“We wanted to see if we could bring to fruition a first-class inn into Northport,” said O’Neill. “My goal is to make it feel like a place that has been here for 150 years, but will have all the current, state-of-the-art accouterments that we all want.”
The partners purchased the building in 2016. Right now, it’s used as office space. O’Neill said he envisions a high-end, full-service hotel experience with the quaint and charming feel for which the village is known.
O’Neill and Dolce presented their idea for the Northport Inn to village trustees at a February public meeting and said so far the reaction has been positive.
“The idea is sensational and we are very happy about it,” Northport Chamber of Commerce president Ron Iannacone said. “It just adds another dimension, a destination venue for people to come to the village.”
Northport Village Deputy Mayor Henry Tobin said he thinks it would be great for Northport to have a hotel.
“I think it would be wonderful, convenient to have a hotel,” Tobin said. “So far everyone I’ve spoken with feels the same way.”
Currently, the zoning category where the building sits does not allow a hotel as a permitted use. Village officials would have to amend the code to allow the hotel to be built, Tobin said.
“We don’t have hotels permitted anywhere in the village that I know of,” Tobin said. “Main Street and Bayview and Woodbine [avenues] did have quite a number of hotels in the past, but by the middle of the 20th century those were all gone, and our code was not adopted by the late 1940s, so it was a moot issue.”
O’Neill said he’s hoping village trustees set a public hearing to consider amending the village code to allow for a lodging category sometime this spring.
He said while the hotel will be an added benefit to the village, the restaurant will not encroach on the bottom lines of already established restaurants, pointing out the theater seats 400.
“It’s a unique property in that it’s already zoned for a restaurant and it has parking lots in the back, so you put those two together and it makes for a unique piece of property,” O’Neill said. “We’re really excited about it.”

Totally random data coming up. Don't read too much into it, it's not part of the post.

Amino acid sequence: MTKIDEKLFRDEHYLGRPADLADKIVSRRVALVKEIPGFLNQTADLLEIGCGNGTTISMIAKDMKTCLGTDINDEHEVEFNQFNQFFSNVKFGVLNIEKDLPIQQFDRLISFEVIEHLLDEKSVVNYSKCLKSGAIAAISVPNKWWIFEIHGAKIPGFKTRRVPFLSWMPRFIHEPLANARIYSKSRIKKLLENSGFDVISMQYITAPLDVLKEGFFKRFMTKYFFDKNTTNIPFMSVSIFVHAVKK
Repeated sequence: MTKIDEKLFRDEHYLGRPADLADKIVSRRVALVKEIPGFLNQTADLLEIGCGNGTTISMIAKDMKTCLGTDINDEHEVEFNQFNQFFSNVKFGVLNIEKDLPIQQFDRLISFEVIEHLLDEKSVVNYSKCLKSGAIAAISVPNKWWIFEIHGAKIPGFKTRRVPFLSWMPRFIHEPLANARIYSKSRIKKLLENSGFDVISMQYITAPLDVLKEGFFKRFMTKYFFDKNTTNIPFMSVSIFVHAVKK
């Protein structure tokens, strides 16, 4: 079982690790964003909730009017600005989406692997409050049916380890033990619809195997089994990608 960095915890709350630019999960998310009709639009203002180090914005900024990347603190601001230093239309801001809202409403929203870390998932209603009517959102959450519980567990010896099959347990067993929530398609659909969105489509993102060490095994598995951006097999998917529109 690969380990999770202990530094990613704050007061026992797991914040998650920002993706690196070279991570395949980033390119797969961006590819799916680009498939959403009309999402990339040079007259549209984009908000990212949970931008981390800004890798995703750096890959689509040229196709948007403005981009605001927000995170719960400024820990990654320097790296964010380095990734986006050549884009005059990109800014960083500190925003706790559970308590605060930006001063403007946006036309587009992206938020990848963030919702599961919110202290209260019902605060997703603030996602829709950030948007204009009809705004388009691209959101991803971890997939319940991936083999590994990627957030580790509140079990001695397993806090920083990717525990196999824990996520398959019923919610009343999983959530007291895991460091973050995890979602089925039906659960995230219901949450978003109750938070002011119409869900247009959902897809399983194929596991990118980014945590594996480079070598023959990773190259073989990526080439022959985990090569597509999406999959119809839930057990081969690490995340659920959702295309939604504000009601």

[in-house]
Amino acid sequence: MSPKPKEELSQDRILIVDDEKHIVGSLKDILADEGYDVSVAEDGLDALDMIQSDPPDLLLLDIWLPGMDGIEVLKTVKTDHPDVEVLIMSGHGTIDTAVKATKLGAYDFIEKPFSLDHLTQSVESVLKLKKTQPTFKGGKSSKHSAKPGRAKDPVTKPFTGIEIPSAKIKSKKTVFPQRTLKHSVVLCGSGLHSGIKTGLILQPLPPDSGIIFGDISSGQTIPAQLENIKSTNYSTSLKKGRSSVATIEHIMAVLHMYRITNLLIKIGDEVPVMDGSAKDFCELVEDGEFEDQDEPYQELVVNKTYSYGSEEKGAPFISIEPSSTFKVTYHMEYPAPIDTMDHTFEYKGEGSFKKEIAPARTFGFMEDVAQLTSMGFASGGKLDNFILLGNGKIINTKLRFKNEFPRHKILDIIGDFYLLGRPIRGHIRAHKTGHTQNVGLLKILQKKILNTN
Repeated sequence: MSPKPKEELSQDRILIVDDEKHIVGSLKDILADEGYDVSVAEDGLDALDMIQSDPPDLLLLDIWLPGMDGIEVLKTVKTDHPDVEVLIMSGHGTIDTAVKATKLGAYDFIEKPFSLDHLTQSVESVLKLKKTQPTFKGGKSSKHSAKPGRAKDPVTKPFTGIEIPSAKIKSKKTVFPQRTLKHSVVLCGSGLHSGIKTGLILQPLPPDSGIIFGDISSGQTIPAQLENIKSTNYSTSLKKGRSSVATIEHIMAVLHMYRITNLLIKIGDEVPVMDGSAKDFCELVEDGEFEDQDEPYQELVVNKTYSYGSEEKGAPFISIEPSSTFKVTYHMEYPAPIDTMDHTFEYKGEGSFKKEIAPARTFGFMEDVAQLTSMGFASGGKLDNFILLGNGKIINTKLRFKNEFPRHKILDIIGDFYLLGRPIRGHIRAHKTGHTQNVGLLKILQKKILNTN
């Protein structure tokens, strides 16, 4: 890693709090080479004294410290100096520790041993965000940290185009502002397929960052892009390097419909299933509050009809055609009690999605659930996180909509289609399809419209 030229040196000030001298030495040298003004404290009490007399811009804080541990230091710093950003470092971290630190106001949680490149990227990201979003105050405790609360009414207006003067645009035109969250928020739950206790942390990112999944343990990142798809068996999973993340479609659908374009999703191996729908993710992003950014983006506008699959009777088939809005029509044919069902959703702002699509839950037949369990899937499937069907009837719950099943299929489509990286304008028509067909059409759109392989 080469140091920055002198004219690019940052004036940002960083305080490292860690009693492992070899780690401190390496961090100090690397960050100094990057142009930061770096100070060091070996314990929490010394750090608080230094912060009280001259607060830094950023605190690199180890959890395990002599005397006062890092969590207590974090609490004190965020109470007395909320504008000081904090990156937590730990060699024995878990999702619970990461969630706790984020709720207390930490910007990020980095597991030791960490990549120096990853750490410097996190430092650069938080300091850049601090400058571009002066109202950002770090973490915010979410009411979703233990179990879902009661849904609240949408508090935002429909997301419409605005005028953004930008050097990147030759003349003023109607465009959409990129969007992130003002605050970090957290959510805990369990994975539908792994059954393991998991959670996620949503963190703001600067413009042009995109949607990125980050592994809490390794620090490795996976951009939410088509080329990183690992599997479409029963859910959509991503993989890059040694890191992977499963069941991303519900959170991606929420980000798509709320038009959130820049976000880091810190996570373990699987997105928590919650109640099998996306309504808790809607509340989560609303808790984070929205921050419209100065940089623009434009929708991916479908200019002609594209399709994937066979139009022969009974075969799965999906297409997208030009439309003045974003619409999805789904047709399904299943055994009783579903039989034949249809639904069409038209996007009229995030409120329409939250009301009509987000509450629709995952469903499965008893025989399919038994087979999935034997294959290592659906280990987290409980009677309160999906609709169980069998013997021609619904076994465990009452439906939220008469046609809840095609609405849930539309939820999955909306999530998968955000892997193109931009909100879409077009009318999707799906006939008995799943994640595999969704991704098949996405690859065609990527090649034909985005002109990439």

March 02, 2017
By Janee Law
The minds behind Northport Village’s John W. Engeman Theater unveiled last week plans to create an inn with a restaurant on Main Street in the village.
Owners Kevin O’Neill and Richard Dolce, managing director and producing artistic director of the theater respectively, presented the plan to Northport Village trustees during their Feb. 21 public meeting.
Plans call to take over 225 Main St., across the street and a few steps west of the theater, which was previously home to now-closed Danyell’s Kitchen and is now used for office space.
“It’s a very unique piece of property and it offers the ability to provide onsite parking,” O’Neill said in an interview Tuesday. He did not specify how many parking spaces could be provided. “The concept is to develop this building into a beautiful inn with a restaurant.”
The building currently scales the hill along Woodside Avenue and has half of a Dutch Colonial home peeking out its top.
“That house is just sticking out of the top of the rectangular roof — it’s cut off at the waist, basically. It’s in disrepair,” O’Neill said, adding that he wants to “renovate this building in a serious way.”
Northport Village Trustee Ian Milligan said Wednesday that the inn would be a good addition to the village.
“Years ago, there were many hotels in Northport, so I don’t think that it’s not in keeping with the feel of the village,” Milligan said. “Judging by Mr. O’Neill’s past projects, we know that he’s going to do a good job with a renovation like that.”
O’Neill said that both he and Dolce bought the building in 2016.
A rendering of the proposed inn depicts it as a three-story building inspired by The American Hotel in Sag Harbor. What’s been dubbed The Northport Inn would total around 20,000 square feet.
O’Neill said the first floor of the building would house a restaurant. The upper two floors would be a mix of rooms, and some office space for management.
“We’ll have much greater detail available as time goes on,” O’Neill added. “We’ll continue to work with the village on whatever they need from us to hopefully complete this.”
In order for the plans to move forward, village trustees need to adjust current commercial codes to accommodate inns and hotels, according to Milligan.
He added that the board is looking into making a change and the potential impact it could have.
“We’re going to see what we need to do to carefully move forward and do something that’s in the best interest of everyone,” Milligan said.
At their March 7 meeting, village trustees plan to schedule a public hearing on the potential code change for March 21, according to Milligan.